Computer Science

Course Description:

In Computer Science we learn a variety of CS-related skills. We start off the year learning HTML and CSS and then use what we learned to create our own personal websites (such as this). We then learn object-oriented programming through Java with the course preparing us for the AP Computer Science Exam. Class activities consist of taking notes for a topic, completing several associated exercises, and finally completing a longer, more complicated CS programming lab. After we finish learning Java, we do an Apps 4 Good project. We are divided into groups with each group being tasked with creating a mobile app to serve some real-world purpose.


One of the first major programs which we did was called Random Circles. The goal was to create a program which creates a user-inputted number of circles of random size and random color in a 1000 x 650 window. The program introduced us to Java classes such as as the Random and Scanner classes.

One of the exercises for the Static Arrays Unit was to create a program utilizing Static Arrays which creates a magic square using an algorithim given dimensions by the user.

One of the exercises for the ArrayList Unit was to create a program involving ArrayLists which plays through a game of Bulgarian Solitaire with a user-inputted number of cards which shows the sequence of cards.

Apps for Good:

Apps for Good (A4G) is an international UK-based charity which offers free technology courses and which challenges students to develop their own mobile or web-based applications to help their local community in some way. At MAMS we were divided into groups and then tasked with creating an app of our own to “do good.”

My group, Team MRRLin, which consisted of Maya, Rachel, Liam, and I, decided after the brainstorming process to tackle the lack of planning and schedule-building skills in students, after personally struggling to do so and often procrastinating on homework and projects throughout the school year.

Given that many middle schoolers from grades 5 – 8 now have access to personal devices and are in the age group when responsibility is put on them to manage their schedule and there is an increasing number of tasks and events to manage, we decided to focus on students in this age group. While many middle schools provide digital and physical planners to students such as the app MyHomework, based on our own experiences most students find these planners boring. Meanwhile, planners which are popular among adults such as Google Calendar, Trello, and Notion are often too complicated for this age group and are very difficult to use on the mobile devices which middle schoolers mainly use.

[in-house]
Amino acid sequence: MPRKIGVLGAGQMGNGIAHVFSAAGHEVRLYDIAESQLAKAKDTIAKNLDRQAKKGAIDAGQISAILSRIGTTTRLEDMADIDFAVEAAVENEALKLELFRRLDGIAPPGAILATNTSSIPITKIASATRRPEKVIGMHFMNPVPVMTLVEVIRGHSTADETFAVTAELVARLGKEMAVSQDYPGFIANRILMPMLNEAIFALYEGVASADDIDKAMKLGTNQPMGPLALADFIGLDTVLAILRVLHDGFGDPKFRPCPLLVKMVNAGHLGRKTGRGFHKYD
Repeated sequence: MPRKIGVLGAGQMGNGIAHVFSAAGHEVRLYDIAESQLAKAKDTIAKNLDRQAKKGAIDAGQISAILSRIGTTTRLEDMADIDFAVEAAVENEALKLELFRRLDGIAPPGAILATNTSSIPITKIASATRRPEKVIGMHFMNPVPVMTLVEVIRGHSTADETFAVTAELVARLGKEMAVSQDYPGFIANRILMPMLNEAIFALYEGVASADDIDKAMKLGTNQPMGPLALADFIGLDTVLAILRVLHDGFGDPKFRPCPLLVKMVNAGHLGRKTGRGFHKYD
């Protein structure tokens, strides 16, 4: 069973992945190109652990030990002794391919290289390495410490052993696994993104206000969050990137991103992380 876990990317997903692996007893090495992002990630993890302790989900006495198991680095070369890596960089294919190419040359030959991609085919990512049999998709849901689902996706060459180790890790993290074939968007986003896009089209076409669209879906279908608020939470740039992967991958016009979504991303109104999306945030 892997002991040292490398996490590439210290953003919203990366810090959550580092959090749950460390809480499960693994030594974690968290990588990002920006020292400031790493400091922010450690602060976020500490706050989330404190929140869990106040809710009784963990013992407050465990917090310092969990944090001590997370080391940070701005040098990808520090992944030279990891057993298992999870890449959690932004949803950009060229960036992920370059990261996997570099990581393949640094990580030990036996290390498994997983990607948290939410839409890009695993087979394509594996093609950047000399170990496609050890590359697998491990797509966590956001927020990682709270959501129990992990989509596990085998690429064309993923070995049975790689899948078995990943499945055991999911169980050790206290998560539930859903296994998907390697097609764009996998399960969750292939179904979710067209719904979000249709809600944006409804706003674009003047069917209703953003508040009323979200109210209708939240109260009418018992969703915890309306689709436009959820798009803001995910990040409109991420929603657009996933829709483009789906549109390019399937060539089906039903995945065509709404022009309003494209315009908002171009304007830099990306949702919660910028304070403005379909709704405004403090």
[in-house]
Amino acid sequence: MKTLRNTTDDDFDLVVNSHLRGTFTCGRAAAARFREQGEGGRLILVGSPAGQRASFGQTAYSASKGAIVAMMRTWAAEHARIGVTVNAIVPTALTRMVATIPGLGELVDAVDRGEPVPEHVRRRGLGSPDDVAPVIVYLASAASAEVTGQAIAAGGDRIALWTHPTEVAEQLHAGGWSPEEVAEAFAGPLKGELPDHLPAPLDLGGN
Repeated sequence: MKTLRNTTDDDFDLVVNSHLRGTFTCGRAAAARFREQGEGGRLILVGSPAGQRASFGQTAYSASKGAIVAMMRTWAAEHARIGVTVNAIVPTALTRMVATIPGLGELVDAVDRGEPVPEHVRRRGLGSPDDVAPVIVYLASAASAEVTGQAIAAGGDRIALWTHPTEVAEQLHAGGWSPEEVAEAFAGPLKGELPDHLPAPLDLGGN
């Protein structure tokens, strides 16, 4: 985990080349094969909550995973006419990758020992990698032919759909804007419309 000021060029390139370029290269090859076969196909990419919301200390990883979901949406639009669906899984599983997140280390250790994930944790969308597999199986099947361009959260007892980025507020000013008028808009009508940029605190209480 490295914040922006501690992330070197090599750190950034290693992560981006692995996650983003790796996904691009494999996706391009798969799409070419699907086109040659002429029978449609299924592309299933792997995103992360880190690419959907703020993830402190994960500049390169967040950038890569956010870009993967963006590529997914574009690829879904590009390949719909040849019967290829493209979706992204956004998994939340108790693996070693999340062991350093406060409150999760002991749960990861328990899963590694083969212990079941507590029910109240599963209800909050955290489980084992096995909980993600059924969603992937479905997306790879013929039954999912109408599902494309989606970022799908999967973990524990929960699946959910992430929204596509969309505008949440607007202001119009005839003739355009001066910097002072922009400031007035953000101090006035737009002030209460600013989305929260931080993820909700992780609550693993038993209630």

Accordingly, we decided to develop a phone-based application called Habbitat aimed towards middle schoolers (although it could be used by anyone) to help develop planning and schedule-building skills, which would come in very useful later on in life. The three main features which we decided to include in our Minimum Viable Product (MVP) were a To Do List, a Schedule Builder, and a Habit Tracker.

The To Do List would allow users to create tasks to be done and then organize them in a Trello Kanban-style “To-Do,” “Doing,” and “Done” board. Being able to move tasks to the “Done” column creates a sense of accomplishment in the user, motivating them to continue to complete tasks, while having a “Doing” column prevents users from becoming overwhelmed from all of their tasks if they have half-finished several of them.

The Schedule Builder would allow users to create a daily schedule from 6 AM to 11 PM to plan out their day. Users would be able to add events at various times throughout the day with the application preventing users from setting two events at the same time, helping to teach them how to prevent overscheduling.

Finally, the Habit Tracker would have several pre-built-in daily habits to track such as the amount of water drunk (out of 8 cups) and the percentage of daily homework done. Each habit would be tracked using a slider which the user would be able to change the value of.

In addition to these three main features, we also decided to make the application visually appealing and easy to use to make it more attractive for a middle school audience. Accordingly we used a retro “8-bit” game style with a home screen where the user could move around a character using a D-pad. There would be several buttons which the character could be moved to to open the To Do List, Schedule Builder, Habit Tracker, and a Help Menu which would explain how to use all of the app’s features. To make the animation for the character easier, we used the game engine Godot to create the application, programming it in Godot’s native language GDScript.

We originally intended for the data in the To Do List, Schedule Builder, and Habit Tracker to be saved and for the Schedule Builder and Habit Tracker data to refresh daily. While these features worked on the Godot device emulator on our laptops, when we downloaded it on an actual Android device, we found that the refreshing data feature didn’t work if the app wasn’t open at midnight due to unavoidable Godot privacy restrictions on recording device data. Because of this, we removed the refresh feature and instead added a “Reset” button to the Schedule Builder and Habit Tracker to reset both scene’s data.

After we finished developing the app we presented it at the school-wide A4G Fair, where we presented it to parents and WPI faculty. It was fun to present our work to other people and we received good feedback including adding features such as a rewards system for completing a certain number of tasks to encourage the usage of the app, and the development of “Teacher” and “Parent” versions to allow both to push events and tasks to students’ versions of the app.